Written by Hillsboro Free Press
Tuesday, 05 March 2013 14:15
The Hillsboro High School outlasted fellow Central Kansas League school Haven, 43-32, in the championship game of the Class 3A sub-state tournament Saturday to earn a fifth consecutive trip to the state tournament in the Hutchinson Sports Arena this week. The Trojans, seeded No. 1 at sub-state, will be the No. 4 team at state when they open play tonight (Wednesday) against No. 5 seeded Holcomb. Pictured above are: front row (from left), Tara Proffitt, Danae Bina, Addie Lackey, Alex...
Read more: Trojan girls heading back to state
Written by Patty Decker
Tuesday, 05 March 2013 14:14
The threat of a bomb scheduled to explode Friday, March 1, at USD 398 Peabody-Burns High School prompted action by school personnel and law enforcement officials at the local, county and state level.
Superintendent Ron Traxson said Monday a student at Peabody-Burns High School has been identified in connection with writing the bomb threat on a bathroom stall Feb. 14 identifying the afternoon of March 1 as the date and time the bomb would explode.
“Supposedly the person would blow up the...
Read more: Bomb threat results in student suspension
Written by Patty Decker
Tuesday, 05 March 2013 14:13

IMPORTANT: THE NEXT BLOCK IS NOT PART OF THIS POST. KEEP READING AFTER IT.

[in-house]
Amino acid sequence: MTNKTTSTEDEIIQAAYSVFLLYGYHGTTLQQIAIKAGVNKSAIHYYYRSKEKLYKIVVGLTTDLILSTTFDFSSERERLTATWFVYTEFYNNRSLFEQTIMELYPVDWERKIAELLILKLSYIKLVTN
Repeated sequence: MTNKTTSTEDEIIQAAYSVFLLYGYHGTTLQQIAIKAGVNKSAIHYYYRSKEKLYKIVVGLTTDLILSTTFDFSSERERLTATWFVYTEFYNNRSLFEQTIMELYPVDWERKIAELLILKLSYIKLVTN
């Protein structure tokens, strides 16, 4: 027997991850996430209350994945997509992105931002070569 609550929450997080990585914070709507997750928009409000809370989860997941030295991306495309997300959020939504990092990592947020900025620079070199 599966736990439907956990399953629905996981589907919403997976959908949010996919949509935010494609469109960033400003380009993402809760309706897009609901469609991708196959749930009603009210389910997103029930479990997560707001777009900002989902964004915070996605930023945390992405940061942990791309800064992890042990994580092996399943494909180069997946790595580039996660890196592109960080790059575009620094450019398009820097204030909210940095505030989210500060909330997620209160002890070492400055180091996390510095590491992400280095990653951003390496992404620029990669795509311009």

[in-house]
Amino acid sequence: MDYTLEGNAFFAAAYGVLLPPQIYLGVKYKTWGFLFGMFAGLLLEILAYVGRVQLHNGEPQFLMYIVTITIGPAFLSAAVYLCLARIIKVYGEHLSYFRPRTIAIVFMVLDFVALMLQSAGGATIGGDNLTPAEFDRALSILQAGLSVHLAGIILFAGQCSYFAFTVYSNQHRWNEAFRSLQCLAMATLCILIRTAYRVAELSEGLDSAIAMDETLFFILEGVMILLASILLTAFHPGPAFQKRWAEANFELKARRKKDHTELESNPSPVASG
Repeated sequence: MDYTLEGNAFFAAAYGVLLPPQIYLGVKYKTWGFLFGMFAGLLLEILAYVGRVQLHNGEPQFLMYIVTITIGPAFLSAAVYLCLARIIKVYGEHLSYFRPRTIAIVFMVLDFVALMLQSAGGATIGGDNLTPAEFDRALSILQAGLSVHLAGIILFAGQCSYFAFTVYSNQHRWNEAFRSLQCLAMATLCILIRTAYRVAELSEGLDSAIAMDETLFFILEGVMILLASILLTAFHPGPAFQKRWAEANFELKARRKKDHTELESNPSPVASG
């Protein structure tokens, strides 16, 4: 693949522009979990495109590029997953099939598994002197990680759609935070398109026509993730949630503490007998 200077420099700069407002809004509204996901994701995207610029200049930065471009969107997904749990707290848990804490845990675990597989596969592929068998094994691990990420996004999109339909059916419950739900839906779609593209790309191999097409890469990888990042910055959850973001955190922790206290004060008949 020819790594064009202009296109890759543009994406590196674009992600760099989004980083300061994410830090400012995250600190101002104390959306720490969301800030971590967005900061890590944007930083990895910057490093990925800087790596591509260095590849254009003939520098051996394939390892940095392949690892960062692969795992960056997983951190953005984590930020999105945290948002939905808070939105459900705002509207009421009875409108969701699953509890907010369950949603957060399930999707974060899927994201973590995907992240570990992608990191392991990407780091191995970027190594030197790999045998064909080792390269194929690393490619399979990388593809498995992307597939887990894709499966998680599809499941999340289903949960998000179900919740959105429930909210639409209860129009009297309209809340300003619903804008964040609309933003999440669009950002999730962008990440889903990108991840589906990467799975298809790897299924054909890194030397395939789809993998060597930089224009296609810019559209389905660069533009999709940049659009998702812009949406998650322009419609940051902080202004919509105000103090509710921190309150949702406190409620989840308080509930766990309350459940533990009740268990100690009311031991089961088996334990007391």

Phoebe Janzen of Florence took second place in the Wichita Eagle’s 12th annual Great Outdoors Photo Contest from a field of about 300 pictures in the adult division. Janzen said the winning picture was taken with her old camera and a 55mm to 75mm lens.
Phoebe Janzen of Florence won second place recently for her snapshot of three young screech owls and their mother, titled “Shhhh! Don’t Wake Mama!”
Competing against hundreds of other photographers in the Wichita Eagle’s 12th annual Great Outdoors Photo Contest, Janzen said she was surprised her photo was among the top 15 selected.
“I have my camera with me just about all of the time in case there is a unique photo opportunity,” she said.
“My poor husband (Steve) knows that...
Read more: Florence photographer captures prize image
Written by Don Ratzlaff
Tuesday, 05 March 2013 14:12